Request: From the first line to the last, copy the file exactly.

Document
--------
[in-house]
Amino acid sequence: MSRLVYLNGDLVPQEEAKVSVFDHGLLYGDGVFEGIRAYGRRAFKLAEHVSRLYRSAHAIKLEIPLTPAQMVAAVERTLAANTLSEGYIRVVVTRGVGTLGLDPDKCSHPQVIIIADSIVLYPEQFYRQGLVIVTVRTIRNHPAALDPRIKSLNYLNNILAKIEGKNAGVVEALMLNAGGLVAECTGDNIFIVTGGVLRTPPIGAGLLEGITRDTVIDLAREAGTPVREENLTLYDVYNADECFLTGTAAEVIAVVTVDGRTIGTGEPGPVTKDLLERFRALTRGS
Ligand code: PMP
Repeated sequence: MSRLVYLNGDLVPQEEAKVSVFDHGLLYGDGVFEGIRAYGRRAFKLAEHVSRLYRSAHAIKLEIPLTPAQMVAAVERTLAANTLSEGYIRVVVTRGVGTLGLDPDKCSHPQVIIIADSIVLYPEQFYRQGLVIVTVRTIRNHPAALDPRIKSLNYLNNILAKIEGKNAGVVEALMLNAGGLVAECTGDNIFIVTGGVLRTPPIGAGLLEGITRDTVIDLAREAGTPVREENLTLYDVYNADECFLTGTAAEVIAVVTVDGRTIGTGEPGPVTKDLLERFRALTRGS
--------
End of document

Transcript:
[in-house]
Amino acid sequence: MSRLVYLNGDLVPQEEAKVSVFDHGLLYGDGVFEGIRAYGRRAFKLAEHVSRLYRSAHAIKLEIPLTPAQMVAAVERTLAANTLSEGYIRVVVTRGVGTLGLDPDKCSHPQVIIIADSIVLYPEQFYRQGLVIVTVRTIRNHPAALDPRIKSLNYLNNILAKIEGKNAGVVEALMLNAGGLVAECTGDNIFIVTGGVLRTPPIGAGLLEGITRDTVIDLAREAGTPVREENLTLYDVYNADECFLTGTAAEVIAVVTVDGRTIGTGEPGPVTKDLLERFRALTRGS
Ligand code: PMP
Repeated sequence: MSRLVYLNGDLVPQEEAKVSVFDHGLLYGDGVFEGIRAYGRRAFKLAEHVSRLYRSAHAIKLEIPLTPAQMVAAVERTLAANTLSEGYIRVVVTRGVGTLGLDPDKCSHPQVIIIADSIVLYPEQFYRQGLVIVTVRTIRNHPAALDPRIKSLNYLNNILAKIEGKNAGVVEALMLNAGGLVAECTGDNIFIVTGGVLRTPPIGAGLLEGITRDTVIDLAREAGTPVREENLTLYDVYNADECFLTGTAAEVIAVVTVDGRTIGTGEPGPVTKDLLERFRALTRGS